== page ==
I remember one of the last conversations I had with my mom. I was rushing from one job to another, having only thirty minutes to get from point A to point B in Houston traffic, and also needing to somehow prepare myself to teach the group of expectant adult beginners that would be waiting for me at my destination. The phone rang, and my mom, in a weepy and distressed state was on the other end. I rushed her off the phone, explaining that I had a limited amount of time to ground myself for the task ahead. I told her that I would call her back after class, and when I did, she didn’t answer. We never addressed what she had originally called about. She died less than a month later, and there is not a day that goes by that I don’t wish I had simply taken the time to listen to her, but I was too busy living the dream.
I remember that nearing the end of my grad school journey, one of my mentors told me that I should treat the next few years like a PhD in Dance and life.
It was good advice. I made mistakes, I learned from them, and I constantly altered my choices to adjust to whatever new normal I faced. But there were some lessons that I just did not see coming. There was no way for me to prepare for the death of my mom. There was no way for me to prepare for not having her here in case I get lost again. Now, the advice and encouragement that I felt was just biased, motherly beliefs, invaluable to me.
I now hold a full time position as the program coordinator of the dance program at San Jacinto College.
What started out as a single class is now forty plus hours a week with an office and health insurance. I am still actively performing with independent artists in the area, and I am regularly creating and submitting work. I am at a new level of success, in my book, and I honestly cannot tell you how I got here or how I’m doing it, but I can tell you what has changed.
- There is a new normal – this new normal exists as a result of loss; a loss so great that it changes the very core of my identity. I am being redefined by this new normal, and it is inevitable.
- I do not fear failure – while it is true that I have a whole new abundance of fears, a fear of failure is not one of them. And, while I believe that fear is generally stifling and destructive, I now fear things like not accomplishing all that I want to in life. This fear acts as a protagonist calling me to take risks that I otherwise might not.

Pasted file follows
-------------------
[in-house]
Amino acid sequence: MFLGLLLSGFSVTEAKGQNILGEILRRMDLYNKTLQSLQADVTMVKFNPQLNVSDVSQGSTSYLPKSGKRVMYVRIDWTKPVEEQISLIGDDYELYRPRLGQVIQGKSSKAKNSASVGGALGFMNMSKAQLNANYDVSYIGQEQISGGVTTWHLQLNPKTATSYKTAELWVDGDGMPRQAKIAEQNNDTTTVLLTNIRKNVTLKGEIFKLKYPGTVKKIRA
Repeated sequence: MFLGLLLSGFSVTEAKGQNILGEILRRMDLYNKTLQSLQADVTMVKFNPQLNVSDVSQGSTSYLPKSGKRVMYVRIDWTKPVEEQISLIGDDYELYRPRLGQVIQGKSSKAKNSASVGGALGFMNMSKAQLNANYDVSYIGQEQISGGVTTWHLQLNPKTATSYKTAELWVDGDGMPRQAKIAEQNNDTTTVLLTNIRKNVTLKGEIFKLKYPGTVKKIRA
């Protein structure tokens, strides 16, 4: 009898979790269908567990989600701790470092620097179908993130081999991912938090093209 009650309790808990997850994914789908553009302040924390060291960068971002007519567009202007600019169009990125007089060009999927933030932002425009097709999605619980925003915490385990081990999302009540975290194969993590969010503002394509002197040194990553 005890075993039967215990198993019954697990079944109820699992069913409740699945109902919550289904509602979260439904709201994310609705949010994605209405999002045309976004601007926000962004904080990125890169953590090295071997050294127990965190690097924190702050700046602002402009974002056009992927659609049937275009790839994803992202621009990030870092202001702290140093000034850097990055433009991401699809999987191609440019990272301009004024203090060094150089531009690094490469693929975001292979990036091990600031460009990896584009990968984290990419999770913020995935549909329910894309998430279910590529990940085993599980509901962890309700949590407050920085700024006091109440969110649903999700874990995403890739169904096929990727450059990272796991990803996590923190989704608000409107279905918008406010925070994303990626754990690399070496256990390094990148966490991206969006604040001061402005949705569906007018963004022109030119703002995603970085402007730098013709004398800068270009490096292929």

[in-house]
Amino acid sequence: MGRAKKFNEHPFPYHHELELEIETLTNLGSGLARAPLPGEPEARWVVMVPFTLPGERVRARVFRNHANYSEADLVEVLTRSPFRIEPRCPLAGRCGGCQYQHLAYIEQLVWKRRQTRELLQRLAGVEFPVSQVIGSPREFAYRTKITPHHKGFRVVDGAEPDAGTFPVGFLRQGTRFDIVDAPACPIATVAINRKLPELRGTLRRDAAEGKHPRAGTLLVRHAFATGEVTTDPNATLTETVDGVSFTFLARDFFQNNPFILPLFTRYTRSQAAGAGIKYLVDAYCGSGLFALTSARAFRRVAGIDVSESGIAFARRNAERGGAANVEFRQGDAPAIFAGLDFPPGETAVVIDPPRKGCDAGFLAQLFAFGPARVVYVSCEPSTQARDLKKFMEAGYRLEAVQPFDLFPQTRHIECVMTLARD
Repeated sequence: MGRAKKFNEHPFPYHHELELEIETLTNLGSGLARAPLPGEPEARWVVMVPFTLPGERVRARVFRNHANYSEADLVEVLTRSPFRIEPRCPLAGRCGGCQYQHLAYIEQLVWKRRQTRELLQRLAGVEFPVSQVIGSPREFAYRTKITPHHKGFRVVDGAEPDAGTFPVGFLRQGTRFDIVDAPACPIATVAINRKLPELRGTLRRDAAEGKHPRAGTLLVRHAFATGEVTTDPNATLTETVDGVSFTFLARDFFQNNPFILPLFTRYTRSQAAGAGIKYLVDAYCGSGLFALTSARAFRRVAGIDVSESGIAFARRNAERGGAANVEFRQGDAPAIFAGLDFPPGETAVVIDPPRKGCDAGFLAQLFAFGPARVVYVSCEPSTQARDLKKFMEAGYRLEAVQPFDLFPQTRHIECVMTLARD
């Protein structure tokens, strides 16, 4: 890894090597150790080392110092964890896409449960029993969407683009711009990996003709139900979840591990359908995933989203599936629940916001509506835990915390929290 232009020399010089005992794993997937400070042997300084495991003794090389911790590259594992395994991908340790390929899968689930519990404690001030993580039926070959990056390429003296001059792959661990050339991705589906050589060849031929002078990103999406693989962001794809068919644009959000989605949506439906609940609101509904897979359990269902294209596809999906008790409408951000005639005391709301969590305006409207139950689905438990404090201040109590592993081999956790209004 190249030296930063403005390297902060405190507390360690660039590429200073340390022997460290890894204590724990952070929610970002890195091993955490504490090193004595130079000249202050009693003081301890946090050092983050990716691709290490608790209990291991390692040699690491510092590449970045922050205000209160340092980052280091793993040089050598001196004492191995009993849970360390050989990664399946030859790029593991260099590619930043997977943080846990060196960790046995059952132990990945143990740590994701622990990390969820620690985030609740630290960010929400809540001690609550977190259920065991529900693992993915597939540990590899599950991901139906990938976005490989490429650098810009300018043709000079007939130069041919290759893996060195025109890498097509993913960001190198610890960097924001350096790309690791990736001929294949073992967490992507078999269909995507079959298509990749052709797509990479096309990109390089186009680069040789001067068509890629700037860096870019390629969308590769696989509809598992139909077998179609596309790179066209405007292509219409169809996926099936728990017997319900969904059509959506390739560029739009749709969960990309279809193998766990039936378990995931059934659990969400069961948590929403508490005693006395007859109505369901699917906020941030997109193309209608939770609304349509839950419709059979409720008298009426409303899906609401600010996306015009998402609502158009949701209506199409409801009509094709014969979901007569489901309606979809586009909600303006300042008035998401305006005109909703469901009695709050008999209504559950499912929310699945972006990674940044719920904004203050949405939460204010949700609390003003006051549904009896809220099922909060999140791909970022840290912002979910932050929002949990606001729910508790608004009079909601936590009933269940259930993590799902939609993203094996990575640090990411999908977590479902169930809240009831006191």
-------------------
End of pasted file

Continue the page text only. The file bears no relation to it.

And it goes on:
- I am more patient with myself – life is full of all kinds of hardships for which we cannot possible prepare ourselves. These hardships are capable of changing our reality. They linger and they sting making it difficult to face each day in the way that we did before. It will take time to adjust to this new normal, and patience is required.
- I am more compassionate and understanding – I have come to recognize this quality, especially with my students. Do I want my students to make their education and career in dance a priority in their lives? Yes, of course. Do I want them to make it their top priority above all other things? No, of course not. As I told one of my students who approached me with the news that her mother had just been diagnosed with cancer, “It’s just dance… it will be here for you when you get back.”
- Surrender is essential – giving into the moment is vital; whether it means surrendering to humor and allowing laughter to overtake the moment, or surrendering to a new idea in dance class that will eventually mold itself into a great learning experience. Sometimes giving in is more effective than activating.
- I’ve decided that humanity is professional – on several occasions I have been overcome with emotion in the middle of a rehearsal or class. We use phrases like “I lost it” or “I fell apart” to describe allowing our emotions to be seen and felt. This gives these moments a negative connotation; like the release of emotion is something to be ashamed of and to only be practiced in private. Well, no more of this. I am a human above all other things that I am, and I am not ashamed or afraid of allowing my emotions to be felt by others.
- I accept that I am exactly where I need to be – I heard it in class every Wednesday and Friday for three years. I didn’t always believe it, but now I accept it.
I am grateful for the time I had in grad school. It taught me quite a bit while I was there, but I think I learned even more from the absence of grad school. Grief is a process, and the process of grieving the loss of grad school has prepared me for much more in life. I am also grateful for the time I had with my mom while she was here on earth, and I think, I am currently learning who I am without her here. There is still a lot to learn, and I am constantly evolving. Hopefully, one day, I will look back on this chapter of my life and discover more than I thought was there.
Do you have a grad school story you’d like to share? Have questions or advice that you gleaned from grad school? Was it all that you dreamed of? Or maybe not? Contact us, we’d love to hear from you.
Jamie Zahradnik is from Wharton, Texas. She attained her BFA in Dance from SHSU graduating Summa Cum Laude in May 2008, and her MFA in Dance in 2011. She is also a certified Laban/Bartenieff Movement Analyst. Jamie has performed with Rednerrus Feil Dance Company, and Psophonia Dance Company, and has most recently performed for local independent artists Laura Gutierrez, Brittany Theford-Deveau, and Rebekah Chappell. Jamie currently serves as a dance professor and the dance program coordinator for San Jacinto College. She loves sharing herself with others through performing, teaching, and creating.